In 2003, biologist Karen McCoy suggested that sympatry can act as a mode of speciation only when "the probability of mating between two individuals depend on their genotypes, dispersed throughout the range of the population during the period of reproduction". In essence, sympatric speciation does require strong forces of natural selection to be acting on heritable traits, as there is no geographic isolation to aid in the splitting process. Yet, recent research has begun to indicate that sympatric speciation is not as uncommon as was once assumed. Syntopy is a special case of sympatry, it means the joint occurrence of two species in the same habitat at the same time. Just as the broader term sympatry, "syntopy" is used for close species that might hybridise or be sister species. Sympatric species occur together in the same region, but do not share the same localities as syntopic species do. Areas of syntopy are of interest because they allow to study how similar species may coexist without outcompeting each other.
As an example, the two bat species Myotis auriculus and M. evotis were found to be syntopic in North America. In contrast, the marbled newt and the northern crested newt have a large sympatric range in western France, but differ in their habitat preferences and only occur syntopically in the same breeding ponds; the lack of geographic constraint in isolating sympatric populations implies that the emerging species avoid interbreeding via other mechanisms. Before speciation is complete, two diverging populations may still produce viable offspring; as speciation progresses, isolating mechanisms – such as gametic incompatibility that renders fertilization of the egg impossible – are selected for in order to increase the reproductive divide between the two populations. Sympatric groups show a greater ability to discriminate between their own species and other related species than do allopatric groups; this is shown in the study of hybrid zones. It is apparent in the differences in levels of prezygotic isolation in both sympatric and allopatric populations.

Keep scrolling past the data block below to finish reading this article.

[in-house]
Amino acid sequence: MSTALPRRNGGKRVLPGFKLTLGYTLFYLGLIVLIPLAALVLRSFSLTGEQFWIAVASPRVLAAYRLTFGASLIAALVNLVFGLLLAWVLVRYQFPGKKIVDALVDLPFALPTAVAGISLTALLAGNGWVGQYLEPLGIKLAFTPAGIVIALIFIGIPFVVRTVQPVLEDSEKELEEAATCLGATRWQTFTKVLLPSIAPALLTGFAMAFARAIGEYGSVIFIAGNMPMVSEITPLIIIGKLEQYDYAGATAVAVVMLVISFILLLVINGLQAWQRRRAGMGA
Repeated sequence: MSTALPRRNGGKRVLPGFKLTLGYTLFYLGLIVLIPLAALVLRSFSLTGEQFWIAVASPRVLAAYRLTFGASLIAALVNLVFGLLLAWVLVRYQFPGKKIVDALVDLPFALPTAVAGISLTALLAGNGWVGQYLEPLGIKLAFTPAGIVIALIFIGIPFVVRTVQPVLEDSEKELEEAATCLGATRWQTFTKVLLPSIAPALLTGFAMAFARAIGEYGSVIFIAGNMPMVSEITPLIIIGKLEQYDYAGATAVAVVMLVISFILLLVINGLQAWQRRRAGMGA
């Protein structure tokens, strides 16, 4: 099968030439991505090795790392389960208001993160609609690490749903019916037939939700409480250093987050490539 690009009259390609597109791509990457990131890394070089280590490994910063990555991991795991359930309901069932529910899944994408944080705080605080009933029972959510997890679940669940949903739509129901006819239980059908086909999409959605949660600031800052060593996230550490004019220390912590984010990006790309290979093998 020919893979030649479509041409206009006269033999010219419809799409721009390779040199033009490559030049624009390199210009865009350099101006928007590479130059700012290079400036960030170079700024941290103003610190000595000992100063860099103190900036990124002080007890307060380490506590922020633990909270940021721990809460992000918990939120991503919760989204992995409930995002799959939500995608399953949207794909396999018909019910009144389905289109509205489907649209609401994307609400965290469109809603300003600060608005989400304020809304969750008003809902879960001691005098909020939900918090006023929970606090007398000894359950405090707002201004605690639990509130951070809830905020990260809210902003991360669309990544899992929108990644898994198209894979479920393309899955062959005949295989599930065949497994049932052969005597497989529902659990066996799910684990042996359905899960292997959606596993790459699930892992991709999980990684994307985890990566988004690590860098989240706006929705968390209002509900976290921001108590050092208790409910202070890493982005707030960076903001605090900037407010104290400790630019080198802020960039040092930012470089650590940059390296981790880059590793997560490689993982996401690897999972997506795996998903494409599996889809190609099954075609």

There are two main theories regarding this process: 1) differential fusion, which suggests that only populations with a keen ability to discriminate between species will persist in sympatry. Reinforcement is the process. In sympatry, reinforcement increases species discrimination and sexual adaptation in order to avoid maladaptive hybridization and encourage speciation. If hybrid offspring are either sterile or less-fit than non-hybrid offspring, mating between members of two different species will be selected against. Natural selection decreases the probability of such hybridization by selecting for the ability to identify mates of one's own species from those of another species. Reproductive character displacement strengthens the reproductive barriers between sympatric species by encouraging the divergence of traits that are crucial to reproduction. Divergence